Monthly Archives: January 2005

Out of Options With TurboTax

Out of Options With TurboTax.

You'd
think TurboTax would be the one Intuit product that wouldn't be subject
to any sunsetting tactics, since customers have to buy the new version
every year anyway. So I was a bit surprised when my recent story
about Quicken sunsets prompted some TurboTax 2004 customers to report
that Intuit seems to have retired a few features of the tax program.

One TurboTax feature that's apparently no more in the 2004 version
is the ability to automatically import files from sunsetted versions of
Quicken. “I use Quicken 2002, and I received the Intuit letter advising
me I had until April 19th to convert,” one reader wrote. “I thought I
was fine. Then, I installed my TurboTax 2004 — Premiere edition, no
less. As I started my return, the program asked me if I wanted to
import my data from Quicken. Well, of course I did. After beginning the
import function, the program then told me, in no uncertain terms, that
it was 'unable to import data from Quicken 2002 or earlier versions.'
Well, I guess April 19th comes early this year. Now, not only will I
not be able to use online services, but also I must print out my entire
2004 expense profile and then manually enter the data. I have been
using TurboTax for over ten years and have been very happy with it.
Until now.”

Another loyal TurboTax user found Intuit limiting his options in a
different way. “I have used TurboTax since 1993, even through their
notorious registration/spyware problems, because I trusted the
product,” the reader wrote. “I don't run my own business, so the Basic
version is all I ever needed or wanted. In the fall of 2004, I had a
unique opportunity to do a same-day sale of stock from a stock option
plan from years ago. No problem — I even tried a 'test' return using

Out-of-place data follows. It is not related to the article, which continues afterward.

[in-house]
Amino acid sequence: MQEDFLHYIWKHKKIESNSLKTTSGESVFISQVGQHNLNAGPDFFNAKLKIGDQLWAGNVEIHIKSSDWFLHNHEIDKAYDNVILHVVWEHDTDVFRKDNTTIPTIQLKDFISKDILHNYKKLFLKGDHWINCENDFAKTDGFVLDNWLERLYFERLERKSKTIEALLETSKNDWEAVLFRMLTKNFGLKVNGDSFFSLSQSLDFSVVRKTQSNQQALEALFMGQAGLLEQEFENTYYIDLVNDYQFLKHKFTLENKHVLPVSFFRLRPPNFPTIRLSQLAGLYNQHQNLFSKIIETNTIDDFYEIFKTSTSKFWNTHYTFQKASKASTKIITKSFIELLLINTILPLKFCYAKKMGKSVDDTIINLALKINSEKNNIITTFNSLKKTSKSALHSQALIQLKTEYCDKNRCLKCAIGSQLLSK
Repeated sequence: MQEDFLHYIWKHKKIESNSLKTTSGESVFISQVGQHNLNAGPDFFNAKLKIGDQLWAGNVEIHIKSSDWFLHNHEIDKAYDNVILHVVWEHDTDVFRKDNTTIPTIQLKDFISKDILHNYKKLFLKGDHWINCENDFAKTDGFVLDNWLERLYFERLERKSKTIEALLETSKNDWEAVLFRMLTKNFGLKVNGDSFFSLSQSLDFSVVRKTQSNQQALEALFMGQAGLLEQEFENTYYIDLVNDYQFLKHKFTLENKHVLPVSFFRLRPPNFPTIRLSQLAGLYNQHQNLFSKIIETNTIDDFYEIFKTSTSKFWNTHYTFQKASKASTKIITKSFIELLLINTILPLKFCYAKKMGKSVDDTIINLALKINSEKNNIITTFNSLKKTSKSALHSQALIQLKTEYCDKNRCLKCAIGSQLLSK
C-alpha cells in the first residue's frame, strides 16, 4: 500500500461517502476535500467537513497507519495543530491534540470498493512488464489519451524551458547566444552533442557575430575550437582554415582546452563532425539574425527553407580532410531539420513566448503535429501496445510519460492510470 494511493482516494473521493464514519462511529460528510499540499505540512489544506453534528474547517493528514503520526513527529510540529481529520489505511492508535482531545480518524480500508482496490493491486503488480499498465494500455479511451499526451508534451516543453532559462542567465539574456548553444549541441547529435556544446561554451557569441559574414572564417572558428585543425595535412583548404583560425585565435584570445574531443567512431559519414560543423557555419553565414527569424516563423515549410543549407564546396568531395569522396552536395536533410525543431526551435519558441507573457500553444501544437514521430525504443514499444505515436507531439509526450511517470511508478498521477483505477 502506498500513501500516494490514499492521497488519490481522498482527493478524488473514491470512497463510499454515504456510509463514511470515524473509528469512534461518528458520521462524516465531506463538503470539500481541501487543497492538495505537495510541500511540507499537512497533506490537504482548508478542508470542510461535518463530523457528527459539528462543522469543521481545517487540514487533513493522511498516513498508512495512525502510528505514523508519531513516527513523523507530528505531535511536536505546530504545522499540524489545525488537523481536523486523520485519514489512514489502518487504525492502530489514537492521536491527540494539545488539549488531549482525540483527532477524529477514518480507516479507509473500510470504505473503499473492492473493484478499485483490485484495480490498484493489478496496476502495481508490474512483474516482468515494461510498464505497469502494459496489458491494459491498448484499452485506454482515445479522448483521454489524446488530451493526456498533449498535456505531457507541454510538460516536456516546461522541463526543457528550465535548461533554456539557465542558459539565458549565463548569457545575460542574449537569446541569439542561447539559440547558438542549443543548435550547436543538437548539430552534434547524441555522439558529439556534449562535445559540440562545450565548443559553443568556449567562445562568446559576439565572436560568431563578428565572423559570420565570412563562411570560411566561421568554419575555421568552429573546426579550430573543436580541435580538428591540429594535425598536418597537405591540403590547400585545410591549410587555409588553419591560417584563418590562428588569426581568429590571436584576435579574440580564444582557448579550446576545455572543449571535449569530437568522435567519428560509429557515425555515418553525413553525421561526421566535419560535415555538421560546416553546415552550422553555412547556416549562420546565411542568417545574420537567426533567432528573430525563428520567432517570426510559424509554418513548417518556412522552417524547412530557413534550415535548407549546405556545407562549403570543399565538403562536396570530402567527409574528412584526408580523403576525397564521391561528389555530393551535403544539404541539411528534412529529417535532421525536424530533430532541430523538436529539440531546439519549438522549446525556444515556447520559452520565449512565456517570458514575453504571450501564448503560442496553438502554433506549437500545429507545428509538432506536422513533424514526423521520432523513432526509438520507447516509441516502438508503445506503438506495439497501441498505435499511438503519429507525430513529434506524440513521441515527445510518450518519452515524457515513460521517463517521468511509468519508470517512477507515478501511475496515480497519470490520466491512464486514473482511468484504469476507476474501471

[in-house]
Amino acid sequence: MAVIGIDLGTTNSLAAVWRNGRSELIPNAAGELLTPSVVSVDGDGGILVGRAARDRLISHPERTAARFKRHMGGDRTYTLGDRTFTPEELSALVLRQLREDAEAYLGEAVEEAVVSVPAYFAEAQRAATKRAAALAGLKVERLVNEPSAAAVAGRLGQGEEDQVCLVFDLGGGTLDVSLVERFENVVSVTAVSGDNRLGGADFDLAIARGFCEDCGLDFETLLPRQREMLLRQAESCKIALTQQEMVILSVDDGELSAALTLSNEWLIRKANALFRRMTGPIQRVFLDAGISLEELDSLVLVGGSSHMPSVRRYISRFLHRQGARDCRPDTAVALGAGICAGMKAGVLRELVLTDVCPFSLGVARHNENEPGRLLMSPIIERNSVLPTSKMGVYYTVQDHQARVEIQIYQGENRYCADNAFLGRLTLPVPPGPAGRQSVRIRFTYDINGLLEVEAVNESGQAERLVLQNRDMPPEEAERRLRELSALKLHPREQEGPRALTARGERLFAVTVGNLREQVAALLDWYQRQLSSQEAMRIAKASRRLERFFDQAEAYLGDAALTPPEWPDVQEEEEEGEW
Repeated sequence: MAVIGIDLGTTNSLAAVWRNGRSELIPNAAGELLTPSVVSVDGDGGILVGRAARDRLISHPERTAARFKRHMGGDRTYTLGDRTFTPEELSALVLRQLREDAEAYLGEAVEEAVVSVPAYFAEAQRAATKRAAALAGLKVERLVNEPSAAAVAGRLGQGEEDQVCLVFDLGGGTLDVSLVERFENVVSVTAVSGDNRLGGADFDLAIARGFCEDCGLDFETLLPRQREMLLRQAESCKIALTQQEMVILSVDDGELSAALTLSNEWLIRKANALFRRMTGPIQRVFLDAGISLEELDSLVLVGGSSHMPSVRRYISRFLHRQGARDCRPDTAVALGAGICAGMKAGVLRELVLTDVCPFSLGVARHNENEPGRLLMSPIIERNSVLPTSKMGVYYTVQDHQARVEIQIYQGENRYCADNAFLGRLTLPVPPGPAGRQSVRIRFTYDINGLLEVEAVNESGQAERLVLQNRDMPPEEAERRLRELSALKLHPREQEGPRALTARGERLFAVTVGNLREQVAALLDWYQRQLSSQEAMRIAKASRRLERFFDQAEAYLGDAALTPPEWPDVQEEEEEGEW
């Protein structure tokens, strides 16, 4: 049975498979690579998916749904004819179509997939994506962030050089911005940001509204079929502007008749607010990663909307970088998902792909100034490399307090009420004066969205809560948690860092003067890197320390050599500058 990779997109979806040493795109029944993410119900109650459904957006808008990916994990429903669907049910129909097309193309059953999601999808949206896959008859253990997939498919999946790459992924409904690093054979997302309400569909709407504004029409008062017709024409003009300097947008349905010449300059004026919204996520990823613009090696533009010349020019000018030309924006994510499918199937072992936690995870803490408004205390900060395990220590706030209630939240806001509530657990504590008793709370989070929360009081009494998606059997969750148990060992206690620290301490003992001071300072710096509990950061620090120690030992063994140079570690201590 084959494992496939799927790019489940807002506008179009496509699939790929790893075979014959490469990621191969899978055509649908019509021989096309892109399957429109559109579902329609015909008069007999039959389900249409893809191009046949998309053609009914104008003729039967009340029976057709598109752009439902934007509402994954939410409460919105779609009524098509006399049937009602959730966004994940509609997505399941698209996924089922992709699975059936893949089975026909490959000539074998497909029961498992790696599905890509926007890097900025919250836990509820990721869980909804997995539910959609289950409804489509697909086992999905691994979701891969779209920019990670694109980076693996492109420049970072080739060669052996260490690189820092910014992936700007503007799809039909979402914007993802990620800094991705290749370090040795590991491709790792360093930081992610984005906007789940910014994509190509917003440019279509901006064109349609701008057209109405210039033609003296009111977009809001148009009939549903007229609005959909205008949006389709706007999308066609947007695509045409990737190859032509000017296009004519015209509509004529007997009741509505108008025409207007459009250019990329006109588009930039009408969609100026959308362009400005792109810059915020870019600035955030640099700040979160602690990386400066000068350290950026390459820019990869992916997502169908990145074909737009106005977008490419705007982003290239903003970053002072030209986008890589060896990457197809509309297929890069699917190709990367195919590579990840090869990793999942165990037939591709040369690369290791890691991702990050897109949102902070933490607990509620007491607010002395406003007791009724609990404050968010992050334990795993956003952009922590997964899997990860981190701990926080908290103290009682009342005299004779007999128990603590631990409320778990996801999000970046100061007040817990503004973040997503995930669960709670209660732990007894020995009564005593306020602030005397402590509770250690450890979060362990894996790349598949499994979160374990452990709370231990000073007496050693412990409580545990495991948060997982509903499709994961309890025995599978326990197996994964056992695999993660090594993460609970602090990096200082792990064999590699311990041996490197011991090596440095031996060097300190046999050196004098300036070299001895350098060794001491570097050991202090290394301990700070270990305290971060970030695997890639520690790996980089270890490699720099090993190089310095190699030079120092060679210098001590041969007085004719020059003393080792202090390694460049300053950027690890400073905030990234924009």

my 2003 copy of TurboTax, and the program worked flawlessly. All the
questions I needed popped up, numbers went into the appropriate forms,
even a series of help items — everything I had come to expect from
TurboTax. Great; just buy the 2004 version in January and I'm all set.”

When the reader bought the Basic version he noticed a list of
features on the back. “Under 'stock options' is a bullet that indicates
the Premier version has 'Extra help for stock options.' Well, I don't
need extra help, just what was built into the Basic version. Wrong!
When I told the interview session I had stock options, it immediately
popped up with a message that this feature was only available in the
Premier version and would I care to upgrade online for $40? Of course
not. But I guess I'm stuck.”

What really bothered the reader was not the $40 upgrade but the
elimination of actual functionality in the Basic version. “My previous
experience with TurboTax has been that differences between the versions
were that Premier and Deluxe just offered you more bells and whistles,”
the reader wrote. “They had extra features that were nice, but you
could always do everything with Basic. Given that last year's package
contained the stock option functionality in the Basic version, and this
year's does not, I wonder what missing functionality we'll find is
'extra help' next January?”

Read and post comments about this story here.  [Ed Foster's Radio Weblog]